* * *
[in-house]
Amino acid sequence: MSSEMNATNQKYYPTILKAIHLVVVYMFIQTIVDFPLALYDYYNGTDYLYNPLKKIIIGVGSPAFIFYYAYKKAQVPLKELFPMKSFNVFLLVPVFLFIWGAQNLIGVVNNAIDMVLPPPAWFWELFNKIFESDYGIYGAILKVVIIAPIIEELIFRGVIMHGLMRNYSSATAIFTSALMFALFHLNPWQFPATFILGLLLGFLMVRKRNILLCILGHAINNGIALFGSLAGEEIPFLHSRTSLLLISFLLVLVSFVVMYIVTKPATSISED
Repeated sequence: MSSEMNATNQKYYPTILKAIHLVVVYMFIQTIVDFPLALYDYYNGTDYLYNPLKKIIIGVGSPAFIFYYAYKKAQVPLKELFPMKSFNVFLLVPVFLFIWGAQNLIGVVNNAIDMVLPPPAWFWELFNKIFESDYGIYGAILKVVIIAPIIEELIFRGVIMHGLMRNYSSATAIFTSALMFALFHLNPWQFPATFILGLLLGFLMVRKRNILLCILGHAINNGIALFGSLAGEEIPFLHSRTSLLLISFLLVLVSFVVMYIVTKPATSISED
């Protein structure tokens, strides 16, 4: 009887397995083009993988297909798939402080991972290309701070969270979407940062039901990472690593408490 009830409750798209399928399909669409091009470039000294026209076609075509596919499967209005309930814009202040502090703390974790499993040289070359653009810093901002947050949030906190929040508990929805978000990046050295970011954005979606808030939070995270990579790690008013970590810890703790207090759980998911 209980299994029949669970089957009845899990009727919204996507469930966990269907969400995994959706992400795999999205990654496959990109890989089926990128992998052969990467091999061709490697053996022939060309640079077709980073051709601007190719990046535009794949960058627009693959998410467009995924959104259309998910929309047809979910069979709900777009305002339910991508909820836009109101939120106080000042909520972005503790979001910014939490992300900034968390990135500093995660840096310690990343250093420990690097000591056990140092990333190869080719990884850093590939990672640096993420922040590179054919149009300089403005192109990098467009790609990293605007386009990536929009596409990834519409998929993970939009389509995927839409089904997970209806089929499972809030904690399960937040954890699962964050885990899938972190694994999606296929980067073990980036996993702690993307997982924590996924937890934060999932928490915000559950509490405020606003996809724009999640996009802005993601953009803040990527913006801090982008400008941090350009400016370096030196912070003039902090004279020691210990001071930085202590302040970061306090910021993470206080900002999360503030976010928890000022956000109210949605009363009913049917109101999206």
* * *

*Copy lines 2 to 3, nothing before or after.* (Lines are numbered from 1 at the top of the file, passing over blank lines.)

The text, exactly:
Amino acid sequence: MSSEMNATNQKYYPTILKAIHLVVVYMFIQTIVDFPLALYDYYNGTDYLYNPLKKIIIGVGSPAFIFYYAYKKAQVPLKELFPMKSFNVFLLVPVFLFIWGAQNLIGVVNNAIDMVLPPPAWFWELFNKIFESDYGIYGAILKVVIIAPIIEELIFRGVIMHGLMRNYSSATAIFTSALMFALFHLNPWQFPATFILGLLLGFLMVRKRNILLCILGHAINNGIALFGSLAGEEIPFLHSRTSLLLISFLLVLVSFVVMYIVTKPATSISED
Repeated sequence: MSSEMNATNQKYYPTILKAIHLVVVYMFIQTIVDFPLALYDYYNGTDYLYNPLKKIIIGVGSPAFIFYYAYKKAQVPLKELFPMKSFNVFLLVPVFLFIWGAQNLIGVVNNAIDMVLPPPAWFWELFNKIFESDYGIYGAILKVVIIAPIIEELIFRGVIMHGLMRNYSSATAIFTSALMFALFHLNPWQFPATFILGLLLGFLMVRKRNILLCILGHAINNGIALFGSLAGEEIPFLHSRTSLLLISFLLVLVSFVVMYIVTKPATSISED